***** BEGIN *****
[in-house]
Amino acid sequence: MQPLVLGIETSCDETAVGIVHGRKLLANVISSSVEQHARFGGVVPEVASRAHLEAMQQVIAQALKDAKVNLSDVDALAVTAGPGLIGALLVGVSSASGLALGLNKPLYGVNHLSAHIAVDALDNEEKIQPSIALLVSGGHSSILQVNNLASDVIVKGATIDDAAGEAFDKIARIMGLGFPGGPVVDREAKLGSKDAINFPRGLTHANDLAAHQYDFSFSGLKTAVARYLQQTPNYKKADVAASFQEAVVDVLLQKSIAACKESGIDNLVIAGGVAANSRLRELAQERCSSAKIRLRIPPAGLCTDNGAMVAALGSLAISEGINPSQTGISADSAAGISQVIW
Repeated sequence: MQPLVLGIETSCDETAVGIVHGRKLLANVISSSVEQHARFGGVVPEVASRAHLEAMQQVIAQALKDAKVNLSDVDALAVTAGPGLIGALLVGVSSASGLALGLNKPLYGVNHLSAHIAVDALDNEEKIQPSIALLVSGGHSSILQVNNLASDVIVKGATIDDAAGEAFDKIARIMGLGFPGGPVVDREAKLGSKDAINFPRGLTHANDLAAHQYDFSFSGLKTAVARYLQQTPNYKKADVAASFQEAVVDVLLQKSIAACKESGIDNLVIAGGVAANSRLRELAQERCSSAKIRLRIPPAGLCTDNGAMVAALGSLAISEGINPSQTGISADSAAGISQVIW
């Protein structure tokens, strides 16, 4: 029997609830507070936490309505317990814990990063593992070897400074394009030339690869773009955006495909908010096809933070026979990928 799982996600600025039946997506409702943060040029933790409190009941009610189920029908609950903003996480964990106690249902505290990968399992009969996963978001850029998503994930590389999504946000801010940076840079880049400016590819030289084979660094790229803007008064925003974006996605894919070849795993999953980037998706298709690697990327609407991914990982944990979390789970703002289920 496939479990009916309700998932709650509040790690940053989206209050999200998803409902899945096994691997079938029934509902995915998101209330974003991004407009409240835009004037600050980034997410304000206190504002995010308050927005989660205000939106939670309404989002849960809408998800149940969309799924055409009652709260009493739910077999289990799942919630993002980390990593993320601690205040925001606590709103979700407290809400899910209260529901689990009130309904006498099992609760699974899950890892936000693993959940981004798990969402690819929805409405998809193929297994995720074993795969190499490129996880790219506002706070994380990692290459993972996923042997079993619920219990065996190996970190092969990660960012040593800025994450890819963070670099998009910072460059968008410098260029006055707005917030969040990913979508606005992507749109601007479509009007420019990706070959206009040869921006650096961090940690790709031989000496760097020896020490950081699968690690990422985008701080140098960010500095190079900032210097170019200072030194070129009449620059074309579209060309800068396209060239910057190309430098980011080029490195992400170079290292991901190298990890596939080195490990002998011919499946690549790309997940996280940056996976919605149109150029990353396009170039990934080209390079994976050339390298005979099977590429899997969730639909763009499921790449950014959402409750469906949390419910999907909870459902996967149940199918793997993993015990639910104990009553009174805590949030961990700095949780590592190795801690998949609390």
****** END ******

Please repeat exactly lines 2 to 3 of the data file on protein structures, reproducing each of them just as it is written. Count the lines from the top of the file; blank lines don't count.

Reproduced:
Amino acid sequence: MQPLVLGIETSCDETAVGIVHGRKLLANVISSSVEQHARFGGVVPEVASRAHLEAMQQVIAQALKDAKVNLSDVDALAVTAGPGLIGALLVGVSSASGLALGLNKPLYGVNHLSAHIAVDALDNEEKIQPSIALLVSGGHSSILQVNNLASDVIVKGATIDDAAGEAFDKIARIMGLGFPGGPVVDREAKLGSKDAINFPRGLTHANDLAAHQYDFSFSGLKTAVARYLQQTPNYKKADVAASFQEAVVDVLLQKSIAACKESGIDNLVIAGGVAANSRLRELAQERCSSAKIRLRIPPAGLCTDNGAMVAALGSLAISEGINPSQTGISADSAAGISQVIW
Repeated sequence: MQPLVLGIETSCDETAVGIVHGRKLLANVISSSVEQHARFGGVVPEVASRAHLEAMQQVIAQALKDAKVNLSDVDALAVTAGPGLIGALLVGVSSASGLALGLNKPLYGVNHLSAHIAVDALDNEEKIQPSIALLVSGGHSSILQVNNLASDVIVKGATIDDAAGEAFDKIARIMGLGFPGGPVVDREAKLGSKDAINFPRGLTHANDLAAHQYDFSFSGLKTAVARYLQQTPNYKKADVAASFQEAVVDVLLQKSIAACKESGIDNLVIAGGVAANSRLRELAQERCSSAKIRLRIPPAGLCTDNGAMVAALGSLAISEGINPSQTGISADSAAGISQVIW